It’s hard to think of another people that imbues the ownership of firearms with the same mystical, symbolic mix of independence, self-reliance and patriotism as Americans.
The Mujahedeen of Afghanistan may hold their personal weapons in similar esteem, but because they think tribally, the concept of allegiance to and affection for a nation-state whose very defining document bequeaths upon them the right to carry their weapons is an alien one.
Many of us would agree with last week’s Supreme Court decision that people should have a right to possess a firearm for defensive purposes. Unfortunately, the real world isn’t that simple. Once a gun is in someone’s hands, it can so easily be converted into an offensive weapon, depending on the bearer’s state of mind.
A psychiatrist friend of mine writes, “People, men in particular, get a sense of potency, of power with firearms, get pumped up, get stupid, and yes, this is one case where Freud and followers were absolutely correct: the similarity to the sex organ, the discharge, the “I’m a strong guy, I can shoot,” is absolutely a part of the mix.”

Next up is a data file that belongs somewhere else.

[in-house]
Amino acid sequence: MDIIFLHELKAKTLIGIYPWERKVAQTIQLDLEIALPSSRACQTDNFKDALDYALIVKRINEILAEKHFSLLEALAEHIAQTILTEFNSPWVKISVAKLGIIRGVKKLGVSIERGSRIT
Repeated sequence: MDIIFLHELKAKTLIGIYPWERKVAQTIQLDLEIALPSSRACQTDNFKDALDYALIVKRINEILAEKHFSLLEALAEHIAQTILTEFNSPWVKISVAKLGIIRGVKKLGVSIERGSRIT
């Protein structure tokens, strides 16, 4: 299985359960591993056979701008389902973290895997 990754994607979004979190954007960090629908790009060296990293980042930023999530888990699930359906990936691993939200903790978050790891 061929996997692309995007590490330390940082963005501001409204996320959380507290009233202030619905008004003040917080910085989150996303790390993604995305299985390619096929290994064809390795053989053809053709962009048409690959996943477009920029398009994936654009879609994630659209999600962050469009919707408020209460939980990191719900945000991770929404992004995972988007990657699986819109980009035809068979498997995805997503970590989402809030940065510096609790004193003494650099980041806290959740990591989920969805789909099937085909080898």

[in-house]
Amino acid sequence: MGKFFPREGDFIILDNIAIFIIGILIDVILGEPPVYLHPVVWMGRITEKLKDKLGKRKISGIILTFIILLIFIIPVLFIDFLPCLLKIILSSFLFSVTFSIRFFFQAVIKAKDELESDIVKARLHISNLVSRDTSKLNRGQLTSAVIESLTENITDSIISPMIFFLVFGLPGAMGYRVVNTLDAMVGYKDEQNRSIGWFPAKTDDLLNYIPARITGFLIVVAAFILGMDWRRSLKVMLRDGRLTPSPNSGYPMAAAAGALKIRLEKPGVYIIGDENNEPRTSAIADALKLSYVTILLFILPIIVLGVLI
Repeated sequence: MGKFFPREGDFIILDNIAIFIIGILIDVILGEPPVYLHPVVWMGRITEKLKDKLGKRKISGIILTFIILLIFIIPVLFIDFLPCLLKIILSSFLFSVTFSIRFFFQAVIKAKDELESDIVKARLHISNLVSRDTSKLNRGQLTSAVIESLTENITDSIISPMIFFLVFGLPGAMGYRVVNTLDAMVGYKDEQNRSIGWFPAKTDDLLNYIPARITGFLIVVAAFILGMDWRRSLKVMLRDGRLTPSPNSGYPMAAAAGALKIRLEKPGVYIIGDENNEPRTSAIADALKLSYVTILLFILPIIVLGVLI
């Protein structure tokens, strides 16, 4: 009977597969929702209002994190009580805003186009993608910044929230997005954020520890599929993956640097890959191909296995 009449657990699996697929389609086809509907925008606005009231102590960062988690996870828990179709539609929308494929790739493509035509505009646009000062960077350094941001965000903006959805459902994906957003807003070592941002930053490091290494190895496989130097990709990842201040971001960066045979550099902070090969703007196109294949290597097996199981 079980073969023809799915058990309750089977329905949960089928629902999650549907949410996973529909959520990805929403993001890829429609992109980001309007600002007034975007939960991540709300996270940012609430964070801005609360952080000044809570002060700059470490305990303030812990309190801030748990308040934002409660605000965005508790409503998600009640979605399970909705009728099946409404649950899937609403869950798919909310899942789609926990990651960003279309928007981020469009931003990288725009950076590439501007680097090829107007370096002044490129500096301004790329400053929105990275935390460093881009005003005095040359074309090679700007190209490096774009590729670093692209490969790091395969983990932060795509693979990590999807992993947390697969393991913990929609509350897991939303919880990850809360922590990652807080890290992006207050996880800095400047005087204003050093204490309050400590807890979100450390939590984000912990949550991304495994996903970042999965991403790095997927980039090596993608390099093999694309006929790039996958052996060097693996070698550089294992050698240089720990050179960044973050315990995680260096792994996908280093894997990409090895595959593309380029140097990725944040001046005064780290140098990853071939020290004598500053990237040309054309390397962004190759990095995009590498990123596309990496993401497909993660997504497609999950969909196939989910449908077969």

I’m sure the Founding Fathers were thinking about the fledgling nation’s collective security when they adopted the Second Amendment, and not about inserting access to an 18th Century-version of Viagra as the second most important right after freedom of speech and religion.
Yet, there it is. Meanwhile, little has been done in our history to bolster the self-esteem of the womenfolk (All right, we did give them the vote in the last century). The Equal Rights Amendment (remember that?) still hasn’t been ratified by the required number of states since Congress passed it in 1972, even though the deadline has been extended.
So girls, get your behinds into the kitchen and rustle us up some July 4th baked beans and slaw. We’ve still got a few rounds to squeeze off while the grill warms up. Your time will come.